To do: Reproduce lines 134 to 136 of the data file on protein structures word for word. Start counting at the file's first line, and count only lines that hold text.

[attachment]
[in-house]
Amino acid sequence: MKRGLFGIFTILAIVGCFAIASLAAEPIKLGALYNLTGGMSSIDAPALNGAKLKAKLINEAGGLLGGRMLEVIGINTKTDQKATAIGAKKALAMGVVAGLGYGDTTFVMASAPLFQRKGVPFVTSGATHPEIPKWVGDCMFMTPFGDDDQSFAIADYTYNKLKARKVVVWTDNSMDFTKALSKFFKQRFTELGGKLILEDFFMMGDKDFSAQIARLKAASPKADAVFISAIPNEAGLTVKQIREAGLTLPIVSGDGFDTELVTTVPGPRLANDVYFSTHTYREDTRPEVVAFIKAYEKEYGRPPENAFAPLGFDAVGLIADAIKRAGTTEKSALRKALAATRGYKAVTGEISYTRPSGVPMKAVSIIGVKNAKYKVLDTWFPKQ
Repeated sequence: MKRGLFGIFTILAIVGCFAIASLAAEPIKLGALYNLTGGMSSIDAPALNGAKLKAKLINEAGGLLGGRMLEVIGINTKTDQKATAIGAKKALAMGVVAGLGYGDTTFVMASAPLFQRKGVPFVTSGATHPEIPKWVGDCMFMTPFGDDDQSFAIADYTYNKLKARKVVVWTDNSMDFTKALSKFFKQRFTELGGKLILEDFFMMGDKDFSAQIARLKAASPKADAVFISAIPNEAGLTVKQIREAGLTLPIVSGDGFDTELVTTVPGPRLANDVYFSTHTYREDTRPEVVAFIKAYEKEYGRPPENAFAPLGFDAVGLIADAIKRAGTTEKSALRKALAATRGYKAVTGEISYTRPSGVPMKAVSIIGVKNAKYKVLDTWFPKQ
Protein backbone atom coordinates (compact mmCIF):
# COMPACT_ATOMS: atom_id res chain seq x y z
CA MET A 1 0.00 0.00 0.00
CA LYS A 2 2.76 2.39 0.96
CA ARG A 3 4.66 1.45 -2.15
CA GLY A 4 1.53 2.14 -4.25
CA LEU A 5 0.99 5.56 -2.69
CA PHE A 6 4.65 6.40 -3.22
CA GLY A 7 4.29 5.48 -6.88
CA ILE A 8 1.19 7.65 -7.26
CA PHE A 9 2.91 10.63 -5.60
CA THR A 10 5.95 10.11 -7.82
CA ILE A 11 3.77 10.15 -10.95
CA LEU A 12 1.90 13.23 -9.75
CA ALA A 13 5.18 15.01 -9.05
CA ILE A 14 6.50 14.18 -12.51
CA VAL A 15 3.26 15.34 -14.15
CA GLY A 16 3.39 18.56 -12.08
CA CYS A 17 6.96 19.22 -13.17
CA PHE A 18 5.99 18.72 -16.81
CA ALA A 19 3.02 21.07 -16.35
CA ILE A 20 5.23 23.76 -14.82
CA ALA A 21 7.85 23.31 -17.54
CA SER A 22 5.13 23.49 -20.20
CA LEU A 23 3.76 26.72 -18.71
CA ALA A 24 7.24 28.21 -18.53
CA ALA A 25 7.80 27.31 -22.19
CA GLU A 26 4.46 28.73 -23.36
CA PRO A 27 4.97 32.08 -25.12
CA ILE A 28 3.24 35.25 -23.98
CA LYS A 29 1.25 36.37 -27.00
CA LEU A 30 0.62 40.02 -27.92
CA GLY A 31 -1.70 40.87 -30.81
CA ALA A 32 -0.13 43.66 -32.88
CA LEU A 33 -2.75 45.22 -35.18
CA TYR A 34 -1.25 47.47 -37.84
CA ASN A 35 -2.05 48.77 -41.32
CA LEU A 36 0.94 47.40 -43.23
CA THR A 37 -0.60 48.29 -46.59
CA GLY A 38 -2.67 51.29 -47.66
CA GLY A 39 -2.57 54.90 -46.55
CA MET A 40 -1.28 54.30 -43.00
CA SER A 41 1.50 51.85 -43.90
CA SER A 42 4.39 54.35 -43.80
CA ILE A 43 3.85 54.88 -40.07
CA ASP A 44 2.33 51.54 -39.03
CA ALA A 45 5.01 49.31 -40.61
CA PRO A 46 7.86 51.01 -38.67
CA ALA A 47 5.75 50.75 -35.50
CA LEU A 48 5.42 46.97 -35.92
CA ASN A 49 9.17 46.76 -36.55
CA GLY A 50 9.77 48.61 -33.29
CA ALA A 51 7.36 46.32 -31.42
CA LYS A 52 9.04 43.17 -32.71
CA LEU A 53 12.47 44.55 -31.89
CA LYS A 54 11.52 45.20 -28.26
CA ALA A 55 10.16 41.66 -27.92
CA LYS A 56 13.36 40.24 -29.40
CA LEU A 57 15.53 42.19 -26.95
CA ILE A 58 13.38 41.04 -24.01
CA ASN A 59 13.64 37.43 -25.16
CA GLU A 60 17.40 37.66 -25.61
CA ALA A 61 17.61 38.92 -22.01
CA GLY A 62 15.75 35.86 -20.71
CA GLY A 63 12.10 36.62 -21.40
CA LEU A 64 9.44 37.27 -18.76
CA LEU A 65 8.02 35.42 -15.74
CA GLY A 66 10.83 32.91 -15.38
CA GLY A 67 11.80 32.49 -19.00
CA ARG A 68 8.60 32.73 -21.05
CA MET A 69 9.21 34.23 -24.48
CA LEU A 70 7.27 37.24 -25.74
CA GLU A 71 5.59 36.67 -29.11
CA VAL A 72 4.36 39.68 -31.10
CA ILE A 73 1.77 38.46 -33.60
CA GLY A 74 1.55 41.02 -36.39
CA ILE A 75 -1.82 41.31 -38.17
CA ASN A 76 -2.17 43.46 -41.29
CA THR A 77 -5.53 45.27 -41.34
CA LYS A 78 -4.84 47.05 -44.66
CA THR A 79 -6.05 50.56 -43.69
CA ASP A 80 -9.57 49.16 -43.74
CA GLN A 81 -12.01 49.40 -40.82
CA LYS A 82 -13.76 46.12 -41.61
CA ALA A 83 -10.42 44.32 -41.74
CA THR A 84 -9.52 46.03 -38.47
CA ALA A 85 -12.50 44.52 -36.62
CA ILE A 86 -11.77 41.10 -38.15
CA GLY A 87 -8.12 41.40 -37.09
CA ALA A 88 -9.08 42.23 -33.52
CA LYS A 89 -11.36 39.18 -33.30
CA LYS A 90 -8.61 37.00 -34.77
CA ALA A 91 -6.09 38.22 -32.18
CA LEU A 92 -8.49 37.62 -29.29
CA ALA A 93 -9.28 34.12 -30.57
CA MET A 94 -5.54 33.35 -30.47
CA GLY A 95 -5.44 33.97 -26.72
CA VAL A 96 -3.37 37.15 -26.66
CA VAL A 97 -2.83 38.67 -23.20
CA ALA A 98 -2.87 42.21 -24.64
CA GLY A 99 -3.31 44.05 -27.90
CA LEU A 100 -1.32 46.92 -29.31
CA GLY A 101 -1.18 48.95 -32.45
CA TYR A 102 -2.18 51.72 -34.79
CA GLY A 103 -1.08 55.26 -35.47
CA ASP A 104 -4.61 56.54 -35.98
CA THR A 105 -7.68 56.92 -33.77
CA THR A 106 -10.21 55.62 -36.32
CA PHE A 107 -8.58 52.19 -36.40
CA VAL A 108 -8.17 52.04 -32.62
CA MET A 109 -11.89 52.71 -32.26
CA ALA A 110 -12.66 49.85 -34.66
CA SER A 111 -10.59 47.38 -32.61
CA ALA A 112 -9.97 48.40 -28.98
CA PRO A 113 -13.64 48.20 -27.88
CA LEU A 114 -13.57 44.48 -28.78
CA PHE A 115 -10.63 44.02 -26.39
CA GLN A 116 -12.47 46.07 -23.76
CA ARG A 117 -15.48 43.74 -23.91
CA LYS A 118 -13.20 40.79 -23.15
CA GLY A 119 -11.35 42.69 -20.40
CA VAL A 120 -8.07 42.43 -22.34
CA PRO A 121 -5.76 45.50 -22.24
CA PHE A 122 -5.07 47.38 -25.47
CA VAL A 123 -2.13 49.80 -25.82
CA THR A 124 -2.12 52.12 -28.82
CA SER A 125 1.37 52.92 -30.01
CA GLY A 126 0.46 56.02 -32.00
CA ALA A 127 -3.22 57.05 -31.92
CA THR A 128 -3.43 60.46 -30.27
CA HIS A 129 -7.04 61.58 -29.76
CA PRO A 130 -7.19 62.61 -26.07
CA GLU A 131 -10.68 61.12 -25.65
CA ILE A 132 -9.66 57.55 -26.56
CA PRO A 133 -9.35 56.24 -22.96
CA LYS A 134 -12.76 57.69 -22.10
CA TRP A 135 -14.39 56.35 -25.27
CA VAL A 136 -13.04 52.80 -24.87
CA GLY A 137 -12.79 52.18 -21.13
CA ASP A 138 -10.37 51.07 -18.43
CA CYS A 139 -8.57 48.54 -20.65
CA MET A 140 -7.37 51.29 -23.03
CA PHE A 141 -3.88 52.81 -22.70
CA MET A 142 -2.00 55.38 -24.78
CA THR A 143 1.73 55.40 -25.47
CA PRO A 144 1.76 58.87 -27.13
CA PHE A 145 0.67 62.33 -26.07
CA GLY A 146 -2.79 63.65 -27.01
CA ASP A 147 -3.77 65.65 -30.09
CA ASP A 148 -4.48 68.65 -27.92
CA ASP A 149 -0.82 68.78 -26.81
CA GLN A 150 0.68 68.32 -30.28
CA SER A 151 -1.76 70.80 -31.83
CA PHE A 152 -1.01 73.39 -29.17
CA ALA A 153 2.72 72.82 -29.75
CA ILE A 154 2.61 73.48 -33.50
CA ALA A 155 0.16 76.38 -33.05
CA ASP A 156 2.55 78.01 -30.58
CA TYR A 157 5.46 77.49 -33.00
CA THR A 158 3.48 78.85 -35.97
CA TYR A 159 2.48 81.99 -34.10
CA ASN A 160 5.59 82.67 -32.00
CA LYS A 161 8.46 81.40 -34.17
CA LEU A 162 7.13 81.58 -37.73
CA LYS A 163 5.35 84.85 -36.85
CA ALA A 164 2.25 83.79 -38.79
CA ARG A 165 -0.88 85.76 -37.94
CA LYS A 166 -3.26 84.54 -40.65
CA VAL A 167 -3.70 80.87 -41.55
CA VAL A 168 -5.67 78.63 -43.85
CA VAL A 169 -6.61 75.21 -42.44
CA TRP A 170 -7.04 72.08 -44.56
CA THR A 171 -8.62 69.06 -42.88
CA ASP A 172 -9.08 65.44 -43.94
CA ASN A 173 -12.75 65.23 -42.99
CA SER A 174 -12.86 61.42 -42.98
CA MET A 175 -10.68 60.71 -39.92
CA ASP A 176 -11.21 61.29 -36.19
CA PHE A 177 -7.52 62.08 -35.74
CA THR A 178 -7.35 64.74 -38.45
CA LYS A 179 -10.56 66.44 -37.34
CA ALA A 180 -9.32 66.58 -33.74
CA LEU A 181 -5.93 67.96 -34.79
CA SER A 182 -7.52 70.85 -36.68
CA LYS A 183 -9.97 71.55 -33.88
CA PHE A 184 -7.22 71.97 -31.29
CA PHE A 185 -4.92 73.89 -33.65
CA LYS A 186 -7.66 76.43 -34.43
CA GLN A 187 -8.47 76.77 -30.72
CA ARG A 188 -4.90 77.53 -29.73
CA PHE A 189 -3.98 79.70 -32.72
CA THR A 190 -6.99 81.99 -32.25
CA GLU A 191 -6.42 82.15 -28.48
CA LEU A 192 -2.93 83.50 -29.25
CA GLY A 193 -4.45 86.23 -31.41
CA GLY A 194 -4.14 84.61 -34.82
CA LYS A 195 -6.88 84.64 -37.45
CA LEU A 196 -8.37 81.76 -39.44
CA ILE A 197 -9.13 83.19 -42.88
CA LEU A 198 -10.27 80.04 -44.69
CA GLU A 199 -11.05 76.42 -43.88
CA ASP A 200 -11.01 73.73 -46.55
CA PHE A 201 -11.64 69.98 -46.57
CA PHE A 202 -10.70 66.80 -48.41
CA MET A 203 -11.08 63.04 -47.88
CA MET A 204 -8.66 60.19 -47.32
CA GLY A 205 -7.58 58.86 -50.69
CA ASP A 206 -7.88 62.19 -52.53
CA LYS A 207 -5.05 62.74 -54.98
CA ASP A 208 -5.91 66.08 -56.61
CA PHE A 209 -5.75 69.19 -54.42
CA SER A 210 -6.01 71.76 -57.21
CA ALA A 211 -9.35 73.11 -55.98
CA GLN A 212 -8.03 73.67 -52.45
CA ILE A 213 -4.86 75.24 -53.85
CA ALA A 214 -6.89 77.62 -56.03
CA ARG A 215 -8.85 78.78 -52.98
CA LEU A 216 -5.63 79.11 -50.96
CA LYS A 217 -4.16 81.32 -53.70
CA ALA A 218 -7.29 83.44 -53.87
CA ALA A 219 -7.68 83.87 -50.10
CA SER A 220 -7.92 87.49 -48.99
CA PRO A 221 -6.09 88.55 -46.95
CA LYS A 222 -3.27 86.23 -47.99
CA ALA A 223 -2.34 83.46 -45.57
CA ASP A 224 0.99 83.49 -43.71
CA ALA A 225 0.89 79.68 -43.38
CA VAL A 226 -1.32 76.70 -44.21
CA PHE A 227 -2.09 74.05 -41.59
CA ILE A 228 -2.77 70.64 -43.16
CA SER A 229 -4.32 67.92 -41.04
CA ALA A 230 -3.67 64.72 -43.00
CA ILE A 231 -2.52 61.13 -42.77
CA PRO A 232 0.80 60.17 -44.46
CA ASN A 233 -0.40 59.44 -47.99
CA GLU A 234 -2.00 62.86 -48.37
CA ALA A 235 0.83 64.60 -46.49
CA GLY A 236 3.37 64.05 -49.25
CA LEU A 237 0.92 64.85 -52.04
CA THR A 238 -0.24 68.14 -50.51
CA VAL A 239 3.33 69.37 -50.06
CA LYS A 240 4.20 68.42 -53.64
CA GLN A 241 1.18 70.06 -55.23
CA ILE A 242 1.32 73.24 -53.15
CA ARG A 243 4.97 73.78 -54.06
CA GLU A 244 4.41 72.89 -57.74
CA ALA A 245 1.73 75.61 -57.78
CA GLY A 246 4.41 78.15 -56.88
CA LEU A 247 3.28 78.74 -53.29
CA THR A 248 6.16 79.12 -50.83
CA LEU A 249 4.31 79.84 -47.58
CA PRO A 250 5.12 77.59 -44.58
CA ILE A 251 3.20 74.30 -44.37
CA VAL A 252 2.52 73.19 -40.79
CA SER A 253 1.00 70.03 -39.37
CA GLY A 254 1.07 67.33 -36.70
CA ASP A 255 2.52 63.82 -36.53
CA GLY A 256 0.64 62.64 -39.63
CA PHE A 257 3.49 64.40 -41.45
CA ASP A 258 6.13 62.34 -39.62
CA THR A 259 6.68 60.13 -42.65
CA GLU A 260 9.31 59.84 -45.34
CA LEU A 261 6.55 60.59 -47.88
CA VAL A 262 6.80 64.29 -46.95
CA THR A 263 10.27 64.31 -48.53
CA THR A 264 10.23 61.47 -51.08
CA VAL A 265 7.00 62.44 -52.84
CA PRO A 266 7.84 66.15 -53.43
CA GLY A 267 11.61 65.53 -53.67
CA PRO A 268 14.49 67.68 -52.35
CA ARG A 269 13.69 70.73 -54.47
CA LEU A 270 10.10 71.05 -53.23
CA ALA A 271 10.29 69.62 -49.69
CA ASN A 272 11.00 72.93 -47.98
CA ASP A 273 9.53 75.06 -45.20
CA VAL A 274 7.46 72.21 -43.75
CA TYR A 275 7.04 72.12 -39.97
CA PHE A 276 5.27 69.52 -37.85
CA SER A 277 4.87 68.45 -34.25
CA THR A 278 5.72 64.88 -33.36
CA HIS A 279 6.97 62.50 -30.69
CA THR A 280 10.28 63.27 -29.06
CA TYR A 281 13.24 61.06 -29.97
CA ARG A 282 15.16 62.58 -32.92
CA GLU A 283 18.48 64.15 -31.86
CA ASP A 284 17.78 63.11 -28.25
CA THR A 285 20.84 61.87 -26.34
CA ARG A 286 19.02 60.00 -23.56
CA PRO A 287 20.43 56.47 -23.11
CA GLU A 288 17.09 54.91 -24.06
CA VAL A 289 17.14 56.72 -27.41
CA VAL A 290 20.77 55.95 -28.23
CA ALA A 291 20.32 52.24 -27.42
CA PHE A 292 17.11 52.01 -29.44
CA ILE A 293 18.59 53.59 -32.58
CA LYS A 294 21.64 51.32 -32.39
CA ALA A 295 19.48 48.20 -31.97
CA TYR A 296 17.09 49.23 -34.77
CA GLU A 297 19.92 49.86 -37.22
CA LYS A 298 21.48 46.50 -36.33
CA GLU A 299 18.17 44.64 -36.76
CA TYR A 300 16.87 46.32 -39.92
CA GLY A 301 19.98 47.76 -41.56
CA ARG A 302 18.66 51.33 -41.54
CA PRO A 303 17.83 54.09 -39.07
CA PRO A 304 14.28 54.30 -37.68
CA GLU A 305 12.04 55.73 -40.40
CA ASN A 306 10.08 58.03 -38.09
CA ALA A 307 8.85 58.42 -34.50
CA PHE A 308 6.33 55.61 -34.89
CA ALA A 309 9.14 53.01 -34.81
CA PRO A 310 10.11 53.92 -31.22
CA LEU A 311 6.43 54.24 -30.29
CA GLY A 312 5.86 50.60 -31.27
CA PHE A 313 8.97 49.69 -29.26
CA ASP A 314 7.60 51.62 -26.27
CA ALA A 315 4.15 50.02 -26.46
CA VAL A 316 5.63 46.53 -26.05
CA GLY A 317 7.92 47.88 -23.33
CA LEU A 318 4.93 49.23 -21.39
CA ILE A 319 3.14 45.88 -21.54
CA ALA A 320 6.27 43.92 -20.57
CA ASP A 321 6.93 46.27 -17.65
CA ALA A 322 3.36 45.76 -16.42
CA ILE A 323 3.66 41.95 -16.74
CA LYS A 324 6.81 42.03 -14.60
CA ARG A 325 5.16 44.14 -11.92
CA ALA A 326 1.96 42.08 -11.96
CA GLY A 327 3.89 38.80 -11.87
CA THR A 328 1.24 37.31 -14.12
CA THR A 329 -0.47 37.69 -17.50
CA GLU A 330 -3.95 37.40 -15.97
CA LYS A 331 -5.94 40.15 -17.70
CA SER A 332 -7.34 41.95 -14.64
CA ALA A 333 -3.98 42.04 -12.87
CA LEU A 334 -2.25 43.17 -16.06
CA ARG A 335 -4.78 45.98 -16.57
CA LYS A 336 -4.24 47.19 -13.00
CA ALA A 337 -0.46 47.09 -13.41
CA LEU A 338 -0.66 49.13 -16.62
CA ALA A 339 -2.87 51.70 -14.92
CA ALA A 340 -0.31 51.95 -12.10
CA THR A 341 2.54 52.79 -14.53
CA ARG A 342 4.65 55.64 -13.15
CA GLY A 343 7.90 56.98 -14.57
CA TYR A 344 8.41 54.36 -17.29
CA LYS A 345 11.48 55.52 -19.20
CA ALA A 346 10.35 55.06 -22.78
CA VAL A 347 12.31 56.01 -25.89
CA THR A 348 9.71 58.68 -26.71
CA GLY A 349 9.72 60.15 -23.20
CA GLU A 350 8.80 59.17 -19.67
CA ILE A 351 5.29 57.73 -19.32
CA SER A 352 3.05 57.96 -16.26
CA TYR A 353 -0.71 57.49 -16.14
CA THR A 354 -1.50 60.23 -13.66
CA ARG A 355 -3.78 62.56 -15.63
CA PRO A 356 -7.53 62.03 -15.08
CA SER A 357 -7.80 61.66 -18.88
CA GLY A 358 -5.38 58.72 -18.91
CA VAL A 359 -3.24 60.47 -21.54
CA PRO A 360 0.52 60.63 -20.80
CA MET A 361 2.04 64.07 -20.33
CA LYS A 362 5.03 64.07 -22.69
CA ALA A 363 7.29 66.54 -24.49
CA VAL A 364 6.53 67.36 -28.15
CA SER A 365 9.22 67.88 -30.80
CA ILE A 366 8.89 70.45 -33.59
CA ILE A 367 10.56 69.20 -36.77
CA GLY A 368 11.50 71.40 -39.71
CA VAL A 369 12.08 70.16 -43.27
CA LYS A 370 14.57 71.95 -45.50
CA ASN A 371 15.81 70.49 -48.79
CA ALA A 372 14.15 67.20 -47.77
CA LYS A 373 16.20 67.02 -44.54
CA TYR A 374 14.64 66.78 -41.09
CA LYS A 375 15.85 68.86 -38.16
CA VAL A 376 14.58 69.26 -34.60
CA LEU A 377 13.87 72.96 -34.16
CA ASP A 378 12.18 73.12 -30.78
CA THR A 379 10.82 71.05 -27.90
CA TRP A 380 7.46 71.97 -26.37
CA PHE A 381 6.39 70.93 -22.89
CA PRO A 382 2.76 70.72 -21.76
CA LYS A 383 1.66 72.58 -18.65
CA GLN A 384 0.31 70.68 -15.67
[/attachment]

CA HIS A 129 -7.04 61.58 -29.76
CA PRO A 130 -7.19 62.61 -26.07
CA GLU A 131 -10.68 61.12 -25.65